A NEW book, written by two academics at the University of Worcester, aims to encourage social workers to get back to the ‘personal’ touch.

The work argues social work has become increasingly de-personalised in an era of managerialism and performance management, with many aspects of what were once known as the ‘personal social services’ having been lost.

Psychology and Social Work, is a timely reminder for social workers and other professionals that the personal and the individual should still be at the centre of everything they do.

Uniquely, the book has been written by two academics with extensive backgrounds in psychology and social work, who say that despite historic tensions between psychologists and social workers, the two disciplines can learn a lot from each other’s practices.

Dr Gabriela Misca, a senior lecturer in Psychology at the University of Worcester and Associate Fellow of the British Psychological Society, said: “The news is constantly full of social problems – abuse of older people in care homes, child deaths or abuse, prison riots – plagued by difficulties of personality and organisational behaviour around issues of power, gender and the establishment.

“Psychologists are increasingly called upon to advise and intervene on a variety of social issues but are often very focused on individual psychological aspects. Meanwhile, often for reasons of time, targets and a lack of confidence, social workers are often neglecting the psychological complexities that lie beneath those families and individuals on their caseloads.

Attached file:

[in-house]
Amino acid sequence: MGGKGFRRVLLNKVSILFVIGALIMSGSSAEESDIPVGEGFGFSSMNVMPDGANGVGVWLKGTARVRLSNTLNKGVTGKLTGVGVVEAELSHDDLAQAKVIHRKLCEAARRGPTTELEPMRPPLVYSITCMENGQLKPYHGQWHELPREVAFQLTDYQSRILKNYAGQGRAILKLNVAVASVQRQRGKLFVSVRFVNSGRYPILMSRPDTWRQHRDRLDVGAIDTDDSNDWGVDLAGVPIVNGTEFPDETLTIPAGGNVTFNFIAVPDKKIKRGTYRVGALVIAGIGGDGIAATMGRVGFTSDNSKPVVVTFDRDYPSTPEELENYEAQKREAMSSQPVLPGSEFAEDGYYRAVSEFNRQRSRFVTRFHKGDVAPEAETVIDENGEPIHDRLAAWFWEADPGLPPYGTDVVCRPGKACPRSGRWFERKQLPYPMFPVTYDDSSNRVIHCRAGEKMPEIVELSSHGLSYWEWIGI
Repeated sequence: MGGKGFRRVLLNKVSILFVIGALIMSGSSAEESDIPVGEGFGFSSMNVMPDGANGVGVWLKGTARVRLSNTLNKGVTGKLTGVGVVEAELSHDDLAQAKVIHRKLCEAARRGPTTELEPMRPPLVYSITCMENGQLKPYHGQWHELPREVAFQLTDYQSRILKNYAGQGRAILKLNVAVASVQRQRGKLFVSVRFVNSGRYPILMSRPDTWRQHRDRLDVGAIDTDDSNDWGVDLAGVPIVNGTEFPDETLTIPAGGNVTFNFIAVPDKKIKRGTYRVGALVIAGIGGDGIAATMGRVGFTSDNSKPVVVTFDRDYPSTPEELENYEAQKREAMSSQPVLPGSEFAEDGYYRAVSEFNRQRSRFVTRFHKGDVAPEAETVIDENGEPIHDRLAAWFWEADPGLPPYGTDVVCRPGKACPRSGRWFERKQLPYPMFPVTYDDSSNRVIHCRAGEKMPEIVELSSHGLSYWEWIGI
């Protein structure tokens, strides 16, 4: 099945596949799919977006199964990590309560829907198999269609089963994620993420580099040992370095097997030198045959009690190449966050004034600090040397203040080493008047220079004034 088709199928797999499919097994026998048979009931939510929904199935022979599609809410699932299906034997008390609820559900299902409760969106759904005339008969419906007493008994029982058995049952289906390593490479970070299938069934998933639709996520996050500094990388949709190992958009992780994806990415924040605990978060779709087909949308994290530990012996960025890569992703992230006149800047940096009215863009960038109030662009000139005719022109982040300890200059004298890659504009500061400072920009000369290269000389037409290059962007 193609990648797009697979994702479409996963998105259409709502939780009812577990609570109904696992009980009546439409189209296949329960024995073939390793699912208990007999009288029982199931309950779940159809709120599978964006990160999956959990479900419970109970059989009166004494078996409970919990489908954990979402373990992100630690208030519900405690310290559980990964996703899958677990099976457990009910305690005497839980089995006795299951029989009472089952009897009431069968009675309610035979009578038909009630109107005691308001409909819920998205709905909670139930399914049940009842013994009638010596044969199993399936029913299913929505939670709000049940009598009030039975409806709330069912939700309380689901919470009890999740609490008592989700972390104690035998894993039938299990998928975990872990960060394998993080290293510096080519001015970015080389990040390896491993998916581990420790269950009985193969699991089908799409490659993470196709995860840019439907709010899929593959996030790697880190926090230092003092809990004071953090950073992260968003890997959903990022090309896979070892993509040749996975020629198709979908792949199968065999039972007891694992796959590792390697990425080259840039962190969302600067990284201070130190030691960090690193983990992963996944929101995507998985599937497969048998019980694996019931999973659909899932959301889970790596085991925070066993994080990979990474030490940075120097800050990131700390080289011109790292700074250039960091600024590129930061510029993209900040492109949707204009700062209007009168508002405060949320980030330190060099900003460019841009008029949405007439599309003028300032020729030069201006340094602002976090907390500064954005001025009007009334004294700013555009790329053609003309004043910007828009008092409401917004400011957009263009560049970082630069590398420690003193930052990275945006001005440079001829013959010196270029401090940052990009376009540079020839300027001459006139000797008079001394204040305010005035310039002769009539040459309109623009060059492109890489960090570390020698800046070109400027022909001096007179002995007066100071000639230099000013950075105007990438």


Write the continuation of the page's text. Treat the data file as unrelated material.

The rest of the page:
“This book is designed to encourage social workers to explore these complexities further, using research from applied psychology, and for psychologists to learn from their colleagues in social work about the wider social issues affecting individuals.”

Co-author Dr Peter Unwin, a senior lecturer in Social Work at the University of Worcester and Member of the British Association of Social Workers, added: “The book offers insights into the individual, family and organisation factors that lie behind our daily headlines and offers helpful pointers to better solutions, building on the insights and knowledge bases of psychology and social work."

For more information about the book visits http://politybooks.com